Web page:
3 Fat-Storage Hormones That Cause Weight Gain And How To Turn Them Off - SANE:MD

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3 Fat-Storage Hormones That Cause Weight Gain And How To Turn Them Off

What Are Fat Storage Hormones?

For decades, we have been told that the secret to weight control is to balance our calorie intake with energy expenditure (calories used). If we take in more calories than we use, "experts" say, we'll gain weight, and the reverse is true. If we take in fewer calories than we use and create a "calorie deficit," we'll lose weight.

However, it turns out that the calorie-deficit theory of weight loss is incomplete. Research shows that calories are not the sole determiner of weight gain or loss. Instead, weight control is hormonally-driven.

This article discusses the three primary fat-storage hormones and how you can make them work for rather than against you.


An image of insulin binding to the insulin receptor of cells causing the cells to absorb the glucose.


Insulin is a critical hormone that helps the body convert food into energy and regulates your blood glucose levels. The pancreas naturally produces insulin in response to carbohydrate intake.  

It is considered to be a fat-storage hormone because it moves any glucose not immediately needed to your fat cells, storing it for later usage. This is supposed to betemporaryfat storage, meaning that you withdraw glucose from fat storage the next time you need energy. But that's not how it has turned out for many people.

Instead, many people routinely eat a steady diet of refined carbs, sugars, fast foods, convenience foods, etc., and snack all day. Consequently, insulin levels are always elevated, meaning that they're almost always making deposits to their fat stores, rarely withdrawals. 

Additionally, if insulin levels are consistently too high, it can lead to insulin resistance, where the cells do not respond to this hormone. The result is chronically elevated blood glucose levels that can lead to type 2 diabetes -- and weight gain or inability to lose weight. (1)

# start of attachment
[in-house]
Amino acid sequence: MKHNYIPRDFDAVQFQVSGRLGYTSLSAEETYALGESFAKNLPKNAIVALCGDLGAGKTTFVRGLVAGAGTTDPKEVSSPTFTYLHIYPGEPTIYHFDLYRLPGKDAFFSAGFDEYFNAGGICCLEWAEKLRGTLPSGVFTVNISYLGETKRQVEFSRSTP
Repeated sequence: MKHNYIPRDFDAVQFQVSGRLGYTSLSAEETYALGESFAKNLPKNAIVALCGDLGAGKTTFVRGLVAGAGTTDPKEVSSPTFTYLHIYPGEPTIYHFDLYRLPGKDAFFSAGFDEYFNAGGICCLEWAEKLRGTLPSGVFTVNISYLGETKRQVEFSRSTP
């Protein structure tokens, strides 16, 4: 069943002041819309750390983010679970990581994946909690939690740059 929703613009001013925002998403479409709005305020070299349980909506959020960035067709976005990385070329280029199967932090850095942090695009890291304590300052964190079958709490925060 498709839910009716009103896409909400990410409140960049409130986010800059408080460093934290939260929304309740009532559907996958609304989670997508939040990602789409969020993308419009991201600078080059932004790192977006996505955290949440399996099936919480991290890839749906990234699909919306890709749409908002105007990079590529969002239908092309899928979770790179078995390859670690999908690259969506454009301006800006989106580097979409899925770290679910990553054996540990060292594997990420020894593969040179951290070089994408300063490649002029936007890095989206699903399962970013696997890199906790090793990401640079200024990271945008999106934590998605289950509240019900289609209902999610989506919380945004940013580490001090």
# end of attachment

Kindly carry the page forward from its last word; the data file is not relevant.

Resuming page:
Leptin is a satiety hormone that tells the brain that you're full so that you stop eating. (2) Therefore, it helps regulate appetite, food intake, and fat storage. Produced by your fat cells, leptin tells your brain via leptin signaling how much fat you're carrying.

High leptin levels mean you have plenty of stored fat, while low levels mean your fat stores are low.

The hypothalamus in the brain -- the area that regulates appetite and metabolism -- receives these signals, adjusting appetite and metabolism accordingly.

For example, if fat stores are high, it tells the hypothalamus to shut off hunger and increase metabolism so that you can burn that fat. Conversely, if fat stores are low, leptin tells it to turn on your hunger and slow the metabolism. In this way, leptin regulates your body fat levels.

But if the brain doesn't recognize leptin signaling -- a condition called leptin resistance -- it thinks you're starving even though you're carrying excess body fat (3). It increases hunger and reduces metabolism to promote weight gain. There is scientific evidence that leptin resistance, in turn, increases the risk of insulin resistance, promoting weight gain.


An illustration of symptoms of high cortisol levels with text that reads provokes digestive issues, elevates risk of heart disease, affects memory and attention, suppresses the immune system, increases sugar in blood, increases blood pressure.

Cortisol is a steroid hormone produced by the adrenal glands. It is the primary stress hormone that works to keep us safe. When we face a threat, the adrenal gland releases cortisol to increase our heart rate, which triggers a release of glucose to increase our energy levels. This process is known as the "fight or flight response." (4)

It's supposed to be a short-term response to stress, with the glucose and cortisol levels returning to normal after the threat passes. But if you're dealing with chronic stress, as many people are, your adrenal gland keeps pumping cortisol, leading to elevated glucose levels. Also, remember that insulin and glucose play a significant role in fat storage.

Chronically high cortisol levels can also lead to many other health conditions like type 2 diabetes, cardiovascular disease, high blood pressure, sleep issues, anxiety, depression, mental and physical exhaustion, etc.